In February 1939 Max Davids was forced to surrender his gold watch, along with all jewelry, to pawnshops. All Jews were forced to surrender all valuables to pawnshops. Exempt were their own wedding rings, silver watches, and two sets of cutlery per person, and also precious metal dental work. On July 24, 1942, Max Davids was deported to Theresienstadt and was murdered there on February 23, 1943. The train first went to the Duesseldorf stockyards, where the Cohens had their business. After a journey of 11 hours they finally arrived in Theresienstadt, where most of the old people died under inhumane conditions. On December 11, 1941, Paula Davids was deported to Riga and was murdered there in 1944. After she left her father Max was alone in Huels. Johanna Loewenstein was deported to Litzmannstadt and murdered. Their children Rudy and Ken survived. Later Rudy Loewenstein greatly contributed to the web site Goldbergcohenfamily.info. Martha Davids was also deported to Theresienstadt in July 1942. She survived and returned to Krefeld in 1948, then emigrated to Winnipeg. Later she followed her brother Walter to Rhodesia - now Zimbabwe - and later lived in Cape Town. She died in 1998 at almost 105 years old. In the Gestapo files there is a grotesque exchange of letters with Josef Mohr. He began by stating he divorced his wife because she was Jewish and is now concerned that he has to pay her money so she can survive since, being Jewish, she no longer has any money. The answer was that the problem has been solved because Louise Mohr, nee Davids, was to be on the transport to Theresienstadt on July 23, 1942. She was murdered in Auschwitz in 1944.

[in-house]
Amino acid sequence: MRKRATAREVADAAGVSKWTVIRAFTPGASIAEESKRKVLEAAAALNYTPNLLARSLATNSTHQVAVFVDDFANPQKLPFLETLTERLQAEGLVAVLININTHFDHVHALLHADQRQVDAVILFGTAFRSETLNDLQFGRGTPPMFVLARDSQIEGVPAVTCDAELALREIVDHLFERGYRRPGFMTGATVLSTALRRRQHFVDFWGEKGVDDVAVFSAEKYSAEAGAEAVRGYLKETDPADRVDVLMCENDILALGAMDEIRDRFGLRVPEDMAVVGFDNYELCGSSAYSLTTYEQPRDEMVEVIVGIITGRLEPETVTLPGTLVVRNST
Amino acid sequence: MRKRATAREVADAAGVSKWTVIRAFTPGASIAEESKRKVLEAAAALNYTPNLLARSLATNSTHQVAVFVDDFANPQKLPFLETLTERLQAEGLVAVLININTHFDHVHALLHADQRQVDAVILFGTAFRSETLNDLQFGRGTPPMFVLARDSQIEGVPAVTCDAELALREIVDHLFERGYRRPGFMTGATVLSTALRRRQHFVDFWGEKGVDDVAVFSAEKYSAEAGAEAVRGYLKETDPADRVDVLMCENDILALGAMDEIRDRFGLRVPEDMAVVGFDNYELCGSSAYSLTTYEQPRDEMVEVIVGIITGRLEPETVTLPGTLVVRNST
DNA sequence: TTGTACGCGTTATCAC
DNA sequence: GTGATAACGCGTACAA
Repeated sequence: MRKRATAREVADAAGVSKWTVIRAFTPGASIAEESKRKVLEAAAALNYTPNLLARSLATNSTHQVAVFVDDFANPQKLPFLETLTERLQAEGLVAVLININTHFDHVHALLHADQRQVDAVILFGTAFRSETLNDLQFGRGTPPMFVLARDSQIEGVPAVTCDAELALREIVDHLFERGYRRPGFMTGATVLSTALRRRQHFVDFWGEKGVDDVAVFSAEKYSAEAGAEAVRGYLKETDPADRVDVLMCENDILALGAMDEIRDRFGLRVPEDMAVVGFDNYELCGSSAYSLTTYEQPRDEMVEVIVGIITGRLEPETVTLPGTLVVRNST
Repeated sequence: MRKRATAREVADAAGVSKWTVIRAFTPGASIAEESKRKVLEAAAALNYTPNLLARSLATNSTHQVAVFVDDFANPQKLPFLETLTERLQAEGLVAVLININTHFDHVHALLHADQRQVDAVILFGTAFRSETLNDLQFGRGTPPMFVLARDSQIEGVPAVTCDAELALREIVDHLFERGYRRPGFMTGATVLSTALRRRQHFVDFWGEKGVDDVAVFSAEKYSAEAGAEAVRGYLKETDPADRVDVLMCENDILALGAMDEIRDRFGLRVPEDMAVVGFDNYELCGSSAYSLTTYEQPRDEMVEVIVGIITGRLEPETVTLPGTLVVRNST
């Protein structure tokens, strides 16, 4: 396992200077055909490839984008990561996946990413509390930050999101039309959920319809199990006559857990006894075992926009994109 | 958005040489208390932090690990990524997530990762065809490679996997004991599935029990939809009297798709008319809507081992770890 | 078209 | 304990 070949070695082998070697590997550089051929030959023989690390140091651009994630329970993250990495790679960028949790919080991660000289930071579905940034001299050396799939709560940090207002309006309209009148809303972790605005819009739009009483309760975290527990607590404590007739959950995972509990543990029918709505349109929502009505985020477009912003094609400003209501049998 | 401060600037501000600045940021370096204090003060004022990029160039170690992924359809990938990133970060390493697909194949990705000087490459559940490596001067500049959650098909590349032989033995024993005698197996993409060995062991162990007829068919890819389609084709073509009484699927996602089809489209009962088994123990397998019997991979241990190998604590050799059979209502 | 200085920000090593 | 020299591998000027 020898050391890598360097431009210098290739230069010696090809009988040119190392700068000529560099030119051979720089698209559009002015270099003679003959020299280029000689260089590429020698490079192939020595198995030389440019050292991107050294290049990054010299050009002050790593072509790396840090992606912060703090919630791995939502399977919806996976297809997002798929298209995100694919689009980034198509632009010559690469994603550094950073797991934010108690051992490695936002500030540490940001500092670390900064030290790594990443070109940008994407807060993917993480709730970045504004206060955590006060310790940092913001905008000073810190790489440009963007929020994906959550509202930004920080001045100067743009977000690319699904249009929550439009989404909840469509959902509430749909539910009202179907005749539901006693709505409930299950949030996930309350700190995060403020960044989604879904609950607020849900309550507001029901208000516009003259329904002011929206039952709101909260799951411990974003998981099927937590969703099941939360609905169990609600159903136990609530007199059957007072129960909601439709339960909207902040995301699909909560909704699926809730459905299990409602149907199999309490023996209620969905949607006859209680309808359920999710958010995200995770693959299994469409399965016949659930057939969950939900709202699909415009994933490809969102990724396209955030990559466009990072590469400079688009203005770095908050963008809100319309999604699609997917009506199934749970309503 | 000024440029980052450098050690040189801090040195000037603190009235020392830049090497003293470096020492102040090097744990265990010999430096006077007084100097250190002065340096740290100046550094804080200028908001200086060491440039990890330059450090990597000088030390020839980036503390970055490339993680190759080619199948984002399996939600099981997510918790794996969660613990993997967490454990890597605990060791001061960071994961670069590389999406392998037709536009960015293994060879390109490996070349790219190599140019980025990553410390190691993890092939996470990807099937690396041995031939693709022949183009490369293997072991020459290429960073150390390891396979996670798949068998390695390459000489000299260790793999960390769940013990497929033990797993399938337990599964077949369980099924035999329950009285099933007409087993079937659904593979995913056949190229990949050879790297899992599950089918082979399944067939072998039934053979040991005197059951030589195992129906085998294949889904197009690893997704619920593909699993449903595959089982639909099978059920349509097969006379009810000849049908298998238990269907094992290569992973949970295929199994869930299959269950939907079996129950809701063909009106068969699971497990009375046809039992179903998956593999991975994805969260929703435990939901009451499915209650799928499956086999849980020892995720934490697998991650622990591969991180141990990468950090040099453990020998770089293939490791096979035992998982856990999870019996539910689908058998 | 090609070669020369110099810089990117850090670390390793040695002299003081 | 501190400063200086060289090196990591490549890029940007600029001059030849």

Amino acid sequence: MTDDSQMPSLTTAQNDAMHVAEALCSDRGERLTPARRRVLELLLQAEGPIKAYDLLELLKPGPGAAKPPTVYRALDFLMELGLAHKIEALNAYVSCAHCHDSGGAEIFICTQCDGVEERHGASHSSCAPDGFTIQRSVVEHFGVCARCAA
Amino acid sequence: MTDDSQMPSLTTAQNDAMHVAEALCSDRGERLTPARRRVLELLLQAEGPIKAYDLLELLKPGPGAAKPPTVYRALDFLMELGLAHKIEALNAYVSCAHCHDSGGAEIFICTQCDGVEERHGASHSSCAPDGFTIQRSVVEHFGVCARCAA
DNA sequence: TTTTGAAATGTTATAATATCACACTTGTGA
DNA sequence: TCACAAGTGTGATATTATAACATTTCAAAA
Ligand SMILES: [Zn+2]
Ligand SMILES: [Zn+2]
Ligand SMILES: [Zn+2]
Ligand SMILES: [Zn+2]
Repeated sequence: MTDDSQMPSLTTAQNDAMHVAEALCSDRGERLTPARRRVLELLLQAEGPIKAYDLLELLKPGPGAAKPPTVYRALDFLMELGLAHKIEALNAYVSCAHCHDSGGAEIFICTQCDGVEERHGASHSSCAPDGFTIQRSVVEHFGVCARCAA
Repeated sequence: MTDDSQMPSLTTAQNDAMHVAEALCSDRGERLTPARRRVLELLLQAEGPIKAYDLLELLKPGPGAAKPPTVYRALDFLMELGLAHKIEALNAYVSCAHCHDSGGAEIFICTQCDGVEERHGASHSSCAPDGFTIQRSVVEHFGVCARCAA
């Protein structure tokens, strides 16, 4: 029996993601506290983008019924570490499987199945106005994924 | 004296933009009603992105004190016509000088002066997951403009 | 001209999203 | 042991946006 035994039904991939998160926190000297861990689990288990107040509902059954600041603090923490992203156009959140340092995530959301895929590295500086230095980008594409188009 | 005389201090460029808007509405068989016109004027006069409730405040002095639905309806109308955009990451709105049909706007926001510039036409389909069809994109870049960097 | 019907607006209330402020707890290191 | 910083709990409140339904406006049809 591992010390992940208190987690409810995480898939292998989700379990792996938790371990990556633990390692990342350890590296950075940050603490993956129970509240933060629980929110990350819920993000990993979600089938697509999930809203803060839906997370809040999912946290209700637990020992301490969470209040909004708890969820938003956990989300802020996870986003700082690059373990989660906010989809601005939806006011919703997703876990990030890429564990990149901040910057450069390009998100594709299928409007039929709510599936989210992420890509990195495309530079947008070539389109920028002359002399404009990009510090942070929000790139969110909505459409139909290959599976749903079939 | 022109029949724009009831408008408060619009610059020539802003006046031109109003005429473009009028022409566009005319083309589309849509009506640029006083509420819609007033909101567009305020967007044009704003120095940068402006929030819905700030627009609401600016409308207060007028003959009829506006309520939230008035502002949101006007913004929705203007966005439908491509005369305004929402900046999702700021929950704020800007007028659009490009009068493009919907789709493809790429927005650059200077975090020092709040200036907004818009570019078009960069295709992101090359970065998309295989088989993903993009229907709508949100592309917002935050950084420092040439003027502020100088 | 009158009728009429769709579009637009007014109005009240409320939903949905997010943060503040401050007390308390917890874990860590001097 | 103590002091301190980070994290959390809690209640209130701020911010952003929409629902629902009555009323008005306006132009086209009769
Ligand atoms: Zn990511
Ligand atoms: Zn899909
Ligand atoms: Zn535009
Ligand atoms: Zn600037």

In Krefeld Inge Meyer Kamp was finaly pregnant. On February 5 she gave birth to her son Rolf in the Jewish Sanctuary in Cologne-Ehrenfeld. Her mother Margarete Kirchheimer Meyer lived in Cologne, and it was difficult for Fritz Kamp to leave his business in Krefeld in the uncertain times. In Cologne, too, all signs pointed to more difficult times. The Jewish owners of the Tietz department store were forced out while the store was taken over by the National Socialists. The name Tietz was dropped and changed to the AG Department Store. Margaret Kirchheimer (born November 7, 1890) also was concerned about her annual income of 30,000 Marks she received from the store after her husband Ludwig's death. No one could tell her if this payment would continue. The textile organization in Gladbach, where her second husband Adolf was a director, also faced arianization. In September 1934, the first owner of the Department store, (Andreas Moser, a 25% owner) emigrated to France.